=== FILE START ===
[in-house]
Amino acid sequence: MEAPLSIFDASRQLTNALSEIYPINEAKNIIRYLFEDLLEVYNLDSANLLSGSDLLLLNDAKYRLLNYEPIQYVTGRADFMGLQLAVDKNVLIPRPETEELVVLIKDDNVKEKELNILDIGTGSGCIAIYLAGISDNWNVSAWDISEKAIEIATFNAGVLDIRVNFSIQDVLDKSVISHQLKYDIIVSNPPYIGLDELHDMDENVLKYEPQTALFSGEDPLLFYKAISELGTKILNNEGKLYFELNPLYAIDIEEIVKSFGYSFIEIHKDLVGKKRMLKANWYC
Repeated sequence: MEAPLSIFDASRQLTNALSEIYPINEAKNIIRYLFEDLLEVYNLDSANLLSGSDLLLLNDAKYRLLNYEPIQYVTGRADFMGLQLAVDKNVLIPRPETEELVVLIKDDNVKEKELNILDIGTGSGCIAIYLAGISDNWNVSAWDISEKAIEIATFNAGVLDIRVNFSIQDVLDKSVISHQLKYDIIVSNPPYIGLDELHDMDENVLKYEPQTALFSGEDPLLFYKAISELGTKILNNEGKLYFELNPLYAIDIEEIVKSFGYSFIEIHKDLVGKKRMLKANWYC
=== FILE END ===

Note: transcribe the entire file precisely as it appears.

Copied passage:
[in-house]
Amino acid sequence: MEAPLSIFDASRQLTNALSEIYPINEAKNIIRYLFEDLLEVYNLDSANLLSGSDLLLLNDAKYRLLNYEPIQYVTGRADFMGLQLAVDKNVLIPRPETEELVVLIKDDNVKEKELNILDIGTGSGCIAIYLAGISDNWNVSAWDISEKAIEIATFNAGVLDIRVNFSIQDVLDKSVISHQLKYDIIVSNPPYIGLDELHDMDENVLKYEPQTALFSGEDPLLFYKAISELGTKILNNEGKLYFELNPLYAIDIEEIVKSFGYSFIEIHKDLVGKKRMLKANWYC
Repeated sequence: MEAPLSIFDASRQLTNALSEIYPINEAKNIIRYLFEDLLEVYNLDSANLLSGSDLLLLNDAKYRLLNYEPIQYVTGRADFMGLQLAVDKNVLIPRPETEELVVLIKDDNVKEKELNILDIGTGSGCIAIYLAGISDNWNVSAWDISEKAIEIATFNAGVLDIRVNFSIQDVLDKSVISHQLKYDIIVSNPPYIGLDELHDMDENVLKYEPQTALFSGEDPLLFYKAISELGTKILNNEGKLYFELNPLYAIDIEEIVKSFGYSFIEIHKDLVGKKRMLKANWYC